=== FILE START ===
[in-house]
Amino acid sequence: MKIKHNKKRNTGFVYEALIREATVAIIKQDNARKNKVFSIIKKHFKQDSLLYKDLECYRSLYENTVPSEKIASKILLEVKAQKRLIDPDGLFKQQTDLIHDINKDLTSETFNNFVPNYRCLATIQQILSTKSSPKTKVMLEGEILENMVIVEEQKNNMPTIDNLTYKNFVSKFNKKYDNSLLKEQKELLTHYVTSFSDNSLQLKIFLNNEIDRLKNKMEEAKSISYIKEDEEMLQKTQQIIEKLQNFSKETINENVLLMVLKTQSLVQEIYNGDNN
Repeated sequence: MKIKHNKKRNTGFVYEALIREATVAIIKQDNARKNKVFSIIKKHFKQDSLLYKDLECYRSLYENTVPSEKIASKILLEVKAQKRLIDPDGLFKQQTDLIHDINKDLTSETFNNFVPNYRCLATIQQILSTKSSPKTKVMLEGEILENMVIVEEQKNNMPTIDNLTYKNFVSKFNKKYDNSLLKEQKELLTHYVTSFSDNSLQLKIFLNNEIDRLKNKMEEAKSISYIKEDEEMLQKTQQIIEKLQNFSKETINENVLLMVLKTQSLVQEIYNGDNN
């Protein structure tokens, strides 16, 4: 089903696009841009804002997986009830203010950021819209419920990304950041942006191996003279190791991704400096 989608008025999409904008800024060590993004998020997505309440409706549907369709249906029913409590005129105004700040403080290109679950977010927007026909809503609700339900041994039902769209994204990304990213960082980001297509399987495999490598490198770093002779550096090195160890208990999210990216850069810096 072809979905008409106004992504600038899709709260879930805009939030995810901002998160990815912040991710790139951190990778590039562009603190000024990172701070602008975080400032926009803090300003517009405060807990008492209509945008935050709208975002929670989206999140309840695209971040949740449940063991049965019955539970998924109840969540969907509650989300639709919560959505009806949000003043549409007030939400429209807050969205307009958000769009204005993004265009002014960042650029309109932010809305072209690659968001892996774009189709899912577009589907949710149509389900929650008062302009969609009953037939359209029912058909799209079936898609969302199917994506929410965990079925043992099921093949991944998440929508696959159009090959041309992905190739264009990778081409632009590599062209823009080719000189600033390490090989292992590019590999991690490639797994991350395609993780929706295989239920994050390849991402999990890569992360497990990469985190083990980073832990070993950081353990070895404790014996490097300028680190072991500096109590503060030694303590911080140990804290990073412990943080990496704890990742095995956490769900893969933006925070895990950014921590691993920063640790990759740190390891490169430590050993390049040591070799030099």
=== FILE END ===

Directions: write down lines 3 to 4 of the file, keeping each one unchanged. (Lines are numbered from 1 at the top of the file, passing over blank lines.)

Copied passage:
Repeated sequence: MKIKHNKKRNTGFVYEALIREATVAIIKQDNARKNKVFSIIKKHFKQDSLLYKDLECYRSLYENTVPSEKIASKILLEVKAQKRLIDPDGLFKQQTDLIHDINKDLTSETFNNFVPNYRCLATIQQILSTKSSPKTKVMLEGEILENMVIVEEQKNNMPTIDNLTYKNFVSKFNKKYDNSLLKEQKELLTHYVTSFSDNSLQLKIFLNNEIDRLKNKMEEAKSISYIKEDEEMLQKTQQIIEKLQNFSKETINENVLLMVLKTQSLVQEIYNGDNN
């Protein structure tokens, strides 16, 4: 089903696009841009804002997986009830203010950021819209419920990304950041942006191996003279190791991704400096 989608008025999409904008800024060590993004998020997505309440409706549907369709249906029913409590005129105004700040403080290109679950977010927007026909809503609700339900041994039902769209994204990304990213960082980001297509399987495999490598490198770093002779550096090195160890208990999210990216850069810096 072809979905008409106004992504600038899709709260879930805009939030995810901002998160990815912040991710790139951190990778590039562009603190000024990172701070602008975080400032926009803090300003517009405060807990008492209509945008935050709208975002929670989206999140309840695209971040949740449940063991049965019955539970998924109840969540969907509650989300639709919560959505009806949000003043549409007030939400429209807050969205307009958000769009204005993004265009002014960042650029309109932010809305072209690659968001892996774009189709899912577009589907949710149509389900929650008062302009969609009953037939359209029912058909799209079936898609969302199917994506929410965990079925043992099921093949991944998440929508696959159009090959041309992905190739264009990778081409632009590599062209823009080719000189600033390490090989292992590019590999991690490639797994991350395609993780929706295989239920994050390849991402999990890569992360497990990469985190083990980073832990070993950081353990070895404790014996490097300028680190072991500096109590503060030694303590911080140990804290990073412990943080990496704890990742095995956490769900893969933006925070895990950014921590691993920063640790990759740190390891490169430590050993390049040591070799030099």